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Opinions on this razor that I've bid on...

geruchtemoaker

Well-Known Member
Terrible mistake that's a very bad razor company

I suggest you send the razor to me :lol:
Now serious nice catch!

cheers
Stijn
 

decraew

Well-Known Member
The blade says "medium size hollow ground" so I think it's one of
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, a 5/8". It's obviously not in as good a condition as the piece sold by Cedric but it looks ok to me. Wade & Butcher is one of the best know brands, you're sure to find more info on them on the internet.
 
G

Guest

A well known vendor, a well known brand, a well known razor that is apparently in more than decent condition. As long as you stay below USD 100, this should be a solid investment.

That said, I personally find Wade & Butcher one of the most over hyped brands. The prices these razors typically fetch bear absolutely no relationship to their performance. Therefore, if you are looking for a razor with which to shave, I would strongly recommend looking elsewhere, not least because this is not a wedge.

Instead, I would look for a Rodger, a Sellers, or one of the many little known Solingen brands. Try searching SRP's Straight Razor Database first (it is in their Wiki). You can refine your search to wedge, and the result should give you a good idea what to start looking for.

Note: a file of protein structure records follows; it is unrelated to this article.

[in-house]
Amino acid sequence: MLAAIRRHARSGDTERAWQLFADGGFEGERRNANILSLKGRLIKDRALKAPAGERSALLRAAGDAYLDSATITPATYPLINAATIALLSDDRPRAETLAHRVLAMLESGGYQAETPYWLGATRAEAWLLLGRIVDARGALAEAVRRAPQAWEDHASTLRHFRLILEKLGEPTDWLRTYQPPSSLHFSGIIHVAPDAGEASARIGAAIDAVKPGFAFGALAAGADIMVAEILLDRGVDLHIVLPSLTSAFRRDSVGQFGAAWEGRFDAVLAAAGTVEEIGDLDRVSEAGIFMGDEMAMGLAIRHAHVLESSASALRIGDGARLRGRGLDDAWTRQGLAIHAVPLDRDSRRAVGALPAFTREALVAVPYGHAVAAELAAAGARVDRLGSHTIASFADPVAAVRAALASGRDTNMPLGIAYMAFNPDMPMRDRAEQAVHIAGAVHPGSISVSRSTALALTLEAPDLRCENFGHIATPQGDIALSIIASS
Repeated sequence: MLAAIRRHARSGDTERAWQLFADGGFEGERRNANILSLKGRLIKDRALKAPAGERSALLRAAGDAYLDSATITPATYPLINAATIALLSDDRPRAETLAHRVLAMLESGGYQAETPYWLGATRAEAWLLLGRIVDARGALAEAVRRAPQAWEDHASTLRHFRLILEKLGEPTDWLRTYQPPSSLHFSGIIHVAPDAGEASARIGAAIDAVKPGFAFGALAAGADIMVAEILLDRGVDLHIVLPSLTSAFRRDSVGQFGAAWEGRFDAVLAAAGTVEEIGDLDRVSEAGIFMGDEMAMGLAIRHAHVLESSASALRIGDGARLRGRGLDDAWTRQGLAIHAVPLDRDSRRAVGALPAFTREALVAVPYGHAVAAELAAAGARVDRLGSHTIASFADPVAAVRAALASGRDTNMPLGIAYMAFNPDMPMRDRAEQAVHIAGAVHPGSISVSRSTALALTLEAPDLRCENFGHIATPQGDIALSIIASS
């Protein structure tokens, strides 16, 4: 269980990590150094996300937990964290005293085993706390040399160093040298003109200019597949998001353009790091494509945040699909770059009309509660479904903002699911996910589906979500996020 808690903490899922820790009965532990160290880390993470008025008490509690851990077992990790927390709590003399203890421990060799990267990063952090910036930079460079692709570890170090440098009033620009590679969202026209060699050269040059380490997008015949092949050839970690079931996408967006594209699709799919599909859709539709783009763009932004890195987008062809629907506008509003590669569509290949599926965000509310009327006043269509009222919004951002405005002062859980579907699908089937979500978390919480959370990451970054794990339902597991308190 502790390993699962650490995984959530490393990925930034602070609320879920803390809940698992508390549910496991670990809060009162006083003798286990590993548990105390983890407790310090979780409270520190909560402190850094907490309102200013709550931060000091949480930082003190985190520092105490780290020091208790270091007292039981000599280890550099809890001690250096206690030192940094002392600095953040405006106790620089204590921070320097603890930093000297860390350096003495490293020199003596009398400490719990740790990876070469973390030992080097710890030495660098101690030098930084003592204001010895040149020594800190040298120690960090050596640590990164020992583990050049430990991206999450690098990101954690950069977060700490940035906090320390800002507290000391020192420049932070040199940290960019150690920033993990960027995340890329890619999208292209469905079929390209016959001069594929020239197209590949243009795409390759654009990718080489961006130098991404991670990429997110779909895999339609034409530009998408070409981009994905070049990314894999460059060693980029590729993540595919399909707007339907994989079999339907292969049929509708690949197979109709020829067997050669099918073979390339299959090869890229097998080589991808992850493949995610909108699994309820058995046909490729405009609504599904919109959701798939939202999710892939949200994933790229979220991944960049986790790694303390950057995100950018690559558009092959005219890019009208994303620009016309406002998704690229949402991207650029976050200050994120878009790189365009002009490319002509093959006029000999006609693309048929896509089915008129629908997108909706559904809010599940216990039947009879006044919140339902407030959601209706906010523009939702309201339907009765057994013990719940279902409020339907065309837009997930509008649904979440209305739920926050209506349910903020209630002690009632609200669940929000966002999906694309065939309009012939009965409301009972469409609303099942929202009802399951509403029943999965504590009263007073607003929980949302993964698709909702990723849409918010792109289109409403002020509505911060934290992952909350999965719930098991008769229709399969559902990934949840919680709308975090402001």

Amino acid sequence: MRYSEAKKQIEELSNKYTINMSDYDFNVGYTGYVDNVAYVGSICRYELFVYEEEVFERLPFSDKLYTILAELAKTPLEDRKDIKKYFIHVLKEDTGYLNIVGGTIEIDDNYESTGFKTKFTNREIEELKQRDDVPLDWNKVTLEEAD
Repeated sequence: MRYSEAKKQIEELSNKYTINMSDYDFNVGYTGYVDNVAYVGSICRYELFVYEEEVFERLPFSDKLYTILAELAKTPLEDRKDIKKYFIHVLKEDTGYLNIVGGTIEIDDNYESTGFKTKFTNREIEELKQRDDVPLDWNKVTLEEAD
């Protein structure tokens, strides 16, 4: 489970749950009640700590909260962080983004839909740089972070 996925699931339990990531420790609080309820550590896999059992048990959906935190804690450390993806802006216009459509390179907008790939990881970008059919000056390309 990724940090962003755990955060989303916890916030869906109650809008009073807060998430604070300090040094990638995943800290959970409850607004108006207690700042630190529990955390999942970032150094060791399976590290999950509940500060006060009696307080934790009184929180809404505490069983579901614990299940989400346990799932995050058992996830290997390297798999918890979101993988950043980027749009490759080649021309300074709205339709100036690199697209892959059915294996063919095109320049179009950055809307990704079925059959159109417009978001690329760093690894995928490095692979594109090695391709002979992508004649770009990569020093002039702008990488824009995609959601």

The problem with wedges is that they are rare, and have a devout following. Also, they are typically rather old, which obviously adds to their rareness, but also makes them hard to find in good condition. While they are often recommended as the final solution for coarse beards, I personally do not subscribe to this at all. A well honed razor of any grind (with maybe the exception of extremely hollow grinds such as my ACME, and certain large Herders and Erns) will deliver a close and smooth shave.

Regards,
Robin
 

thelucia4

Member
Hhm, I'm not prepared to pay $100 for this, so I guess I'll be outbid. Right now, I have a small razor with a light grind, and a medium razor with a medium grind, and the latter does much much better with my beard. So I thought I'd try a wedge for comparison's sake. But I agree; I don't think the razor above is actually a wedge.
 
G

Guest

The joys of a real monitor instead of a smartphone screen. Check the 4th picture - the razor does not fit into the scales at all. Strange looking hone wear at the toe on top of that. I would certainly let that one pass.
 

thelucia4

Member
Thanks for chiming in, everyone. Very helpful. I think I'll try to sell my little razor here or inquire about a trade with someone who has a wedge.
 

wdwrx

Well-Known Member
It does certainly look to have been re-ground, though quite well, I think. As for over hyped, I'll admit to having fallen for that... I mean, who wouldn't want to shave with a razor with the word "butcher" in it, for cryin' out loud?
 

Harvitz81

Well-Known Member
W&B's are good shavers, but vastly over-hyped. I've found that most old sheffield wedge razors are in general all top notch shavers when honed correctly. The ones that really get me are "The Celebrated" W&B's. I saw an unrestored 8/8 go for $400 last week.